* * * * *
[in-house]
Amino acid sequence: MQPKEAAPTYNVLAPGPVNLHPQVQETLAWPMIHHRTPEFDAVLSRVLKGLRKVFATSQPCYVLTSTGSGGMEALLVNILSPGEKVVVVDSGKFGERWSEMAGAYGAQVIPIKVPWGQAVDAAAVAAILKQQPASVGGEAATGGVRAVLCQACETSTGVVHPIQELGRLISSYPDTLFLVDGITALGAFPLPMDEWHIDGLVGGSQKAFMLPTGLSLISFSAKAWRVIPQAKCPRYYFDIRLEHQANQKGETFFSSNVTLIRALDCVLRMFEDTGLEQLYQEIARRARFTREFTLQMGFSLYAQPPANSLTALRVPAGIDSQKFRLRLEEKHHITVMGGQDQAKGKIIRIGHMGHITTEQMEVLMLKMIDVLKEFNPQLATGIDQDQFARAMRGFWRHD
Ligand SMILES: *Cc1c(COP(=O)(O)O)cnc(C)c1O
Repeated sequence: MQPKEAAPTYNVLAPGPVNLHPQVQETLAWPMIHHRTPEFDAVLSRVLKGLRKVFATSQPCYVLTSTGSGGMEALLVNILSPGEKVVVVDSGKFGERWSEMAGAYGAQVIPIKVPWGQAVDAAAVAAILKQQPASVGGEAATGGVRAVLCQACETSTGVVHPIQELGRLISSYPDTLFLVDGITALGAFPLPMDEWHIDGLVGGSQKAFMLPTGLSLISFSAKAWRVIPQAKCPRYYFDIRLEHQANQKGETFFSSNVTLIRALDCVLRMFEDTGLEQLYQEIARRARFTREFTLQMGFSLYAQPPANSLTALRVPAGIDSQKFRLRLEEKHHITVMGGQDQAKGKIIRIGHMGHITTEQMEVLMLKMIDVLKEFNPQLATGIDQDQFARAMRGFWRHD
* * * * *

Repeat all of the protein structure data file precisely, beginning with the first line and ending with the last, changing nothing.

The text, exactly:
[in-house]
Amino acid sequence: MQPKEAAPTYNVLAPGPVNLHPQVQETLAWPMIHHRTPEFDAVLSRVLKGLRKVFATSQPCYVLTSTGSGGMEALLVNILSPGEKVVVVDSGKFGERWSEMAGAYGAQVIPIKVPWGQAVDAAAVAAILKQQPASVGGEAATGGVRAVLCQACETSTGVVHPIQELGRLISSYPDTLFLVDGITALGAFPLPMDEWHIDGLVGGSQKAFMLPTGLSLISFSAKAWRVIPQAKCPRYYFDIRLEHQANQKGETFFSSNVTLIRALDCVLRMFEDTGLEQLYQEIARRARFTREFTLQMGFSLYAQPPANSLTALRVPAGIDSQKFRLRLEEKHHITVMGGQDQAKGKIIRIGHMGHITTEQMEVLMLKMIDVLKEFNPQLATGIDQDQFARAMRGFWRHD
Ligand SMILES: *Cc1c(COP(=O)(O)O)cnc(C)c1O
Repeated sequence: MQPKEAAPTYNVLAPGPVNLHPQVQETLAWPMIHHRTPEFDAVLSRVLKGLRKVFATSQPCYVLTSTGSGGMEALLVNILSPGEKVVVVDSGKFGERWSEMAGAYGAQVIPIKVPWGQAVDAAAVAAILKQQPASVGGEAATGGVRAVLCQACETSTGVVHPIQELGRLISSYPDTLFLVDGITALGAFPLPMDEWHIDGLVGGSQKAFMLPTGLSLISFSAKAWRVIPQAKCPRYYFDIRLEHQANQKGETFFSSNVTLIRALDCVLRMFEDTGLEQLYQEIARRARFTREFTLQMGFSLYAQPPANSLTALRVPAGIDSQKFRLRLEEKHHITVMGGQDQAKGKIIRIGHMGHITTEQMEVLMLKMIDVLKEFNPQLATGIDQDQFARAMRGFWRHD